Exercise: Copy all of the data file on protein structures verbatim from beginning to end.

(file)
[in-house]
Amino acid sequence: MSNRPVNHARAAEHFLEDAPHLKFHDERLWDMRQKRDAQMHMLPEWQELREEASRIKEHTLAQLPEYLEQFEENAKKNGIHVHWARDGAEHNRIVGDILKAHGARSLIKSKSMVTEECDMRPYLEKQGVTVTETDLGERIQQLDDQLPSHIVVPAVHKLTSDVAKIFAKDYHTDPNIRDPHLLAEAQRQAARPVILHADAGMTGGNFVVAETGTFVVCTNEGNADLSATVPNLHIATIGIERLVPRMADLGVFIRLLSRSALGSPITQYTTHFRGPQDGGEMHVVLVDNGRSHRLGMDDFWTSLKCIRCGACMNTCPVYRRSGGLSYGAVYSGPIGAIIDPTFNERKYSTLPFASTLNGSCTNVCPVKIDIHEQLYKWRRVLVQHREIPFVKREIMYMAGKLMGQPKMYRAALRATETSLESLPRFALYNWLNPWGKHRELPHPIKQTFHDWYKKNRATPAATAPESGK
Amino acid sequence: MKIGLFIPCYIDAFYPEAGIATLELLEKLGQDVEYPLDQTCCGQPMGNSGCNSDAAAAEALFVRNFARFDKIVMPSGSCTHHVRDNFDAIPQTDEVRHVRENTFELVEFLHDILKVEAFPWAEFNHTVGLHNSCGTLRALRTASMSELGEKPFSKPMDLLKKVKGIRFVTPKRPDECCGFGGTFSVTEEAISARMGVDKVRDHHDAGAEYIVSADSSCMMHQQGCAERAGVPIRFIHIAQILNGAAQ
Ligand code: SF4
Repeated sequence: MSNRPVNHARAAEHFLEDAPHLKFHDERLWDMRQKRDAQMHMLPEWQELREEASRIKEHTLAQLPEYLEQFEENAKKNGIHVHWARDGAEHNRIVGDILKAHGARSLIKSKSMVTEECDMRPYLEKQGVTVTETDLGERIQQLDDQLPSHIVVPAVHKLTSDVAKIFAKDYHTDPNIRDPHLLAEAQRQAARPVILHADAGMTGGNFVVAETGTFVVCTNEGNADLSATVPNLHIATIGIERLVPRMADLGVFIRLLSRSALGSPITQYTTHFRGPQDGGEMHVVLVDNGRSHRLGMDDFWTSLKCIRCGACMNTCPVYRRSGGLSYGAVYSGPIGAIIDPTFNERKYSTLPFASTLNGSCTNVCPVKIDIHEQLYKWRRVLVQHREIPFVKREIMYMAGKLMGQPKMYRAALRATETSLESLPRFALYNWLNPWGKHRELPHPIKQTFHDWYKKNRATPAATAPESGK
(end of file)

[in-house]
Amino acid sequence: MSNRPVNHARAAEHFLEDAPHLKFHDERLWDMRQKRDAQMHMLPEWQELREEASRIKEHTLAQLPEYLEQFEENAKKNGIHVHWARDGAEHNRIVGDILKAHGARSLIKSKSMVTEECDMRPYLEKQGVTVTETDLGERIQQLDDQLPSHIVVPAVHKLTSDVAKIFAKDYHTDPNIRDPHLLAEAQRQAARPVILHADAGMTGGNFVVAETGTFVVCTNEGNADLSATVPNLHIATIGIERLVPRMADLGVFIRLLSRSALGSPITQYTTHFRGPQDGGEMHVVLVDNGRSHRLGMDDFWTSLKCIRCGACMNTCPVYRRSGGLSYGAVYSGPIGAIIDPTFNERKYSTLPFASTLNGSCTNVCPVKIDIHEQLYKWRRVLVQHREIPFVKREIMYMAGKLMGQPKMYRAALRATETSLESLPRFALYNWLNPWGKHRELPHPIKQTFHDWYKKNRATPAATAPESGK
Amino acid sequence: MKIGLFIPCYIDAFYPEAGIATLELLEKLGQDVEYPLDQTCCGQPMGNSGCNSDAAAAEALFVRNFARFDKIVMPSGSCTHHVRDNFDAIPQTDEVRHVRENTFELVEFLHDILKVEAFPWAEFNHTVGLHNSCGTLRALRTASMSELGEKPFSKPMDLLKKVKGIRFVTPKRPDECCGFGGTFSVTEEAISARMGVDKVRDHHDAGAEYIVSADSSCMMHQQGCAERAGVPIRFIHIAQILNGAAQ
Ligand code: SF4
Repeated sequence: MSNRPVNHARAAEHFLEDAPHLKFHDERLWDMRQKRDAQMHMLPEWQELREEASRIKEHTLAQLPEYLEQFEENAKKNGIHVHWARDGAEHNRIVGDILKAHGARSLIKSKSMVTEECDMRPYLEKQGVTVTETDLGERIQQLDDQLPSHIVVPAVHKLTSDVAKIFAKDYHTDPNIRDPHLLAEAQRQAARPVILHADAGMTGGNFVVAETGTFVVCTNEGNADLSATVPNLHIATIGIERLVPRMADLGVFIRLLSRSALGSPITQYTTHFRGPQDGGEMHVVLVDNGRSHRLGMDDFWTSLKCIRCGACMNTCPVYRRSGGLSYGAVYSGPIGAIIDPTFNERKYSTLPFASTLNGSCTNVCPVKIDIHEQLYKWRRVLVQHREIPFVKREIMYMAGKLMGQPKMYRAALRATETSLESLPRFALYNWLNPWGKHRELPHPIKQTFHDWYKKNRATPAATAPESGK